Zahra Abdalla / “My food is a representation of my identity”

We dare you to find an Instagram profile that makes you hungrier! Learn all about food fusion and modern Middle Eastern cuisine from food stylist and blogger Zahra Abdalla

Zahra Abdalla Photo: Supplied

by Omar Ali Talab

Food 14 February 2018

Zahra Abdalla has one of the most interesting and visually appealing Instagram profiles we’ve come across. It’s almost impossible not to get hungry scrolling through her photos and videos and then somehow finding yourself on her website, wondering if her recipes will taste and look as good in your kitchen as they do in hers. Only one way to find out, right?

This is what we love about Zahra. It’s all about the food. Nothing else but the food she cooks, inspiring us to get in the kitchen and try it for ourselves.

Zahra is half Sudanese, half Iranian, grew up in London, has a Jordanian husband and lives in Dubai – a melting pot of different cultures and different food choices. Food fusion has obviously found its way into your kitchen. Helping to develop the ever growing, delicious looking and tasting idea of modern Middle Eastern cuisine, it’s no surprise that her followers a predominantly on the younger side (25 – 35 year olds) who are trying to fuse the traditional meals they grew up eating with ingredients and food trends that are popular.

For many Arabs especially, we know that any attempts we make to cook something our mothers, grandmothers (and in some cases our fathers) cook so flawlessly, we will most likely come up short. Arab food is home food and home cooking has always seemed to be serious business for Arabs. Even if you don’t cook or are intimidated by the process of it all, Zahra makes it look so easy. And what’s more interesting is Zarah’s flair for taking those traditional meals we all grew up with an adding her own modern twist to it.

Food fusion, food passion and men in the kitchen – nothing was off the table with Zahra.

How would you describe what fusion cooking is and what wonderful discoveries and meals have you created as a result of it?
Having lived and travelled to different parts of the world my recipes are influenced by my Iranian, Sudanese, Jordanian, European and Asian flavours. I love the fusion of sweet and savory flavours – a lot of my recipes have fresh or dried fruit to give a wonderful balance of flavours to my dishes. My food is a representation of my identity – a balance of Eastern and Western flavours and a range of traditional and modern recipes. I love to make traditional recipes such as broad bean and dill rice with slow cooked lamb shanks (an Iranian recipe),  Musakhan (traditional Palestinian Recipe) or Waraq Einab & Koosa Mahshi (Levantine Recipe) – these are wonderful, comforting and traditional recipes that are a representation of our traditions and roots. I enjoy making these traditional recipes for my children to introduce them to our roots and to instill a love for our heritage through food.  Simultaneously, I like to introduce my children to new and delicious flavours such as kale, quinoa, mong beans and develop fun, flavourful and colourful recipes that they will enjoy.  These are the recipes I like to cook for my family and share with my followers.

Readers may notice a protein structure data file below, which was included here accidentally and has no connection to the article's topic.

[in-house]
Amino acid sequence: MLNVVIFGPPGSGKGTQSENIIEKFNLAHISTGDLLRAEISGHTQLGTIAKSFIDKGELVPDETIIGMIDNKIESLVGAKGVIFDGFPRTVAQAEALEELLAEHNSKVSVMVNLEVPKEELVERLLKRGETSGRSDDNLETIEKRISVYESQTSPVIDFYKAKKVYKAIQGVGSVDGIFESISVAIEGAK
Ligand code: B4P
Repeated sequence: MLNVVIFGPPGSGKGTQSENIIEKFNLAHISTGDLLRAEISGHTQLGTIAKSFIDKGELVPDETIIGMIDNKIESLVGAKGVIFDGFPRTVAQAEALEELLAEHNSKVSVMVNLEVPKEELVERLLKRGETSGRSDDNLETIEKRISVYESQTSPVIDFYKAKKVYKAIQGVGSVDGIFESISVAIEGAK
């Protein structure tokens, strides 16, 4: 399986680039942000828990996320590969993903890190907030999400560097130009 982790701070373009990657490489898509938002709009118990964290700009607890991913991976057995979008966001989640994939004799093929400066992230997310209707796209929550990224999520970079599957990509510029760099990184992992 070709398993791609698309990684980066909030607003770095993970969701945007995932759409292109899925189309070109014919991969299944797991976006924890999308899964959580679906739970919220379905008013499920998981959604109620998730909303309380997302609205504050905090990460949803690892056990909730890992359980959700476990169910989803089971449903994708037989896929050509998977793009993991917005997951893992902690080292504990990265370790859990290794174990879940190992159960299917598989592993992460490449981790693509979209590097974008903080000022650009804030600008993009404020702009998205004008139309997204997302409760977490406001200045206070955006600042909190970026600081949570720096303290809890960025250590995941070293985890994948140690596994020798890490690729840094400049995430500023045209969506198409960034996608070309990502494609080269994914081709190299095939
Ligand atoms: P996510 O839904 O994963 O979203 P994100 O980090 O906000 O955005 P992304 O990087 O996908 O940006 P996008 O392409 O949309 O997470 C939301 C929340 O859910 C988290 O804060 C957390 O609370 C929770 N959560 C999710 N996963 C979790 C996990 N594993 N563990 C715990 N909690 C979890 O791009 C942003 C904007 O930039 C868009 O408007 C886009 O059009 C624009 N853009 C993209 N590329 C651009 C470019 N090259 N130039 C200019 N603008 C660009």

How do you come up with recipes?
I usually develop recipes in my mind before I create them. Recently I developed a new Vegan recipe, I opened the fridge and found some leeks and decided I would make a leek soup but with a healthy and Asian twist. I added sweet potatoes instead of regular potatoes, coconut milk instead of cream and a bit of chili pepper for some heat, a squeeze of lemon juice to elevate the flavours and after I blended all the ingredients together I added some fresh kale to add some texture to the soup.  In my mind, I had already imagined how the soup with taste and that process made the recipe development process very easy to execute.

Many people can feel intimidated when it comes to cooking traditional Arab food. What’s a good way to ease people’s fears when they want to start cooking?